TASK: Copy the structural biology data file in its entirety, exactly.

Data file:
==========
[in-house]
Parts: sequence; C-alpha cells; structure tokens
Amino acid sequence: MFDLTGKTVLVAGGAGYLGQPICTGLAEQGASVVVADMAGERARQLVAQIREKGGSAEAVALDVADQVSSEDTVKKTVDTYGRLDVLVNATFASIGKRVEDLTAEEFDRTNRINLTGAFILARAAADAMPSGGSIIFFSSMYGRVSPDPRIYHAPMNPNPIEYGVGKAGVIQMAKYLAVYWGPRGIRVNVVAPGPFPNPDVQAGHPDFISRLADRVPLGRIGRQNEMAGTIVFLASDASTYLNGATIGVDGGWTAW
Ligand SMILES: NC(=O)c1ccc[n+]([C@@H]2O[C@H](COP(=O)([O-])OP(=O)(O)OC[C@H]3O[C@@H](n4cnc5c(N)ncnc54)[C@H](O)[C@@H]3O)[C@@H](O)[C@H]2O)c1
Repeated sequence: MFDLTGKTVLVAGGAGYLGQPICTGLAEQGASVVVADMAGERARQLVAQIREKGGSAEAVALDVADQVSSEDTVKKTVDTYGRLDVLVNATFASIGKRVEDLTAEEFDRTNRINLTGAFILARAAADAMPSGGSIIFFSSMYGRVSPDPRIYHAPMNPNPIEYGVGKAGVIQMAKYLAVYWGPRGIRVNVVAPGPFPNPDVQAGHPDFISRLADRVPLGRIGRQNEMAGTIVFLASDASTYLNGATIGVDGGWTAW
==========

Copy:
[in-house]
Parts: sequence; C-alpha cells; structure tokens
Amino acid sequence: MFDLTGKTVLVAGGAGYLGQPICTGLAEQGASVVVADMAGERARQLVAQIREKGGSAEAVALDVADQVSSEDTVKKTVDTYGRLDVLVNATFASIGKRVEDLTAEEFDRTNRINLTGAFILARAAADAMPSGGSIIFFSSMYGRVSPDPRIYHAPMNPNPIEYGVGKAGVIQMAKYLAVYWGPRGIRVNVVAPGPFPNPDVQAGHPDFISRLADRVPLGRIGRQNEMAGTIVFLASDASTYLNGATIGVDGGWTAW
Ligand SMILES: NC(=O)c1ccc[n+]([C@@H]2O[C@H](COP(=O)([O-])OP(=O)(O)OC[C@H]3O[C@@H](n4cnc5c(N)ncnc54)[C@H](O)[C@@H]3O)[C@@H](O)[C@H]2O)c1
Repeated sequence: MFDLTGKTVLVAGGAGYLGQPICTGLAEQGASVVVADMAGERARQLVAQIREKGGSAEAVALDVADQVSSEDTVKKTVDTYGRLDVLVNATFASIGKRVEDLTAEEFDRTNRINLTGAFILARAAADAMPSGGSIIFFSSMYGRVSPDPRIYHAPMNPNPIEYGVGKAGVIQMAKYLAVYWGPRGIRVNVVAPGPFPNPDVQAGHPDFISRLADRVPLGRIGRQNEMAGTIVFLASDASTYLNGATIGVDGGWTAW